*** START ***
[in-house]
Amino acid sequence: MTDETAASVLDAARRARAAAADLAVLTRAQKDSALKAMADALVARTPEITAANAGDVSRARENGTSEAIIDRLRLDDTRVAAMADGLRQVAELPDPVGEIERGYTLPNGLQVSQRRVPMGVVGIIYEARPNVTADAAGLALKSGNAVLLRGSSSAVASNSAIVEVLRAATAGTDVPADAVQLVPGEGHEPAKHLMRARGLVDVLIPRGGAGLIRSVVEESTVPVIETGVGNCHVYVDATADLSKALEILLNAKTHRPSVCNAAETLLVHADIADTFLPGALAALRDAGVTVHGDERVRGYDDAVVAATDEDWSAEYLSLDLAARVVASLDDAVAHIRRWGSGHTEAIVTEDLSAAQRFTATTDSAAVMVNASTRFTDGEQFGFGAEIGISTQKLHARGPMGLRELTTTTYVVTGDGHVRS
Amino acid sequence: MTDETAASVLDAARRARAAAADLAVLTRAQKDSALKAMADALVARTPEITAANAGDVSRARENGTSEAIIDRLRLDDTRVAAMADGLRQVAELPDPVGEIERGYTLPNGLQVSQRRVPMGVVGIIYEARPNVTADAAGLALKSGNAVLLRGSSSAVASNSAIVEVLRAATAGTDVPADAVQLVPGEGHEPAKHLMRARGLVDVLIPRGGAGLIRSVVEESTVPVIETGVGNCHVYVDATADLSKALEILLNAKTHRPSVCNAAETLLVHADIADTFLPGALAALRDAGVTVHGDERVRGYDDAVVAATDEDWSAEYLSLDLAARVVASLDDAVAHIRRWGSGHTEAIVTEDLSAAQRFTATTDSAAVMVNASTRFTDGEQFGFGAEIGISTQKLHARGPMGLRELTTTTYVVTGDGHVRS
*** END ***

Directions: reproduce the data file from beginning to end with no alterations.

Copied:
[in-house]
Amino acid sequence: MTDETAASVLDAARRARAAAADLAVLTRAQKDSALKAMADALVARTPEITAANAGDVSRARENGTSEAIIDRLRLDDTRVAAMADGLRQVAELPDPVGEIERGYTLPNGLQVSQRRVPMGVVGIIYEARPNVTADAAGLALKSGNAVLLRGSSSAVASNSAIVEVLRAATAGTDVPADAVQLVPGEGHEPAKHLMRARGLVDVLIPRGGAGLIRSVVEESTVPVIETGVGNCHVYVDATADLSKALEILLNAKTHRPSVCNAAETLLVHADIADTFLPGALAALRDAGVTVHGDERVRGYDDAVVAATDEDWSAEYLSLDLAARVVASLDDAVAHIRRWGSGHTEAIVTEDLSAAQRFTATTDSAAVMVNASTRFTDGEQFGFGAEIGISTQKLHARGPMGLRELTTTTYVVTGDGHVRS
Amino acid sequence: MTDETAASVLDAARRARAAAADLAVLTRAQKDSALKAMADALVARTPEITAANAGDVSRARENGTSEAIIDRLRLDDTRVAAMADGLRQVAELPDPVGEIERGYTLPNGLQVSQRRVPMGVVGIIYEARPNVTADAAGLALKSGNAVLLRGSSSAVASNSAIVEVLRAATAGTDVPADAVQLVPGEGHEPAKHLMRARGLVDVLIPRGGAGLIRSVVEESTVPVIETGVGNCHVYVDATADLSKALEILLNAKTHRPSVCNAAETLLVHADIADTFLPGALAALRDAGVTVHGDERVRGYDDAVVAATDEDWSAEYLSLDLAARVVASLDDAVAHIRRWGSGHTEAIVTEDLSAAQRFTATTDSAAVMVNASTRFTDGEQFGFGAEIGISTQKLHARGPMGLRELTTTTYVVTGDGHVRS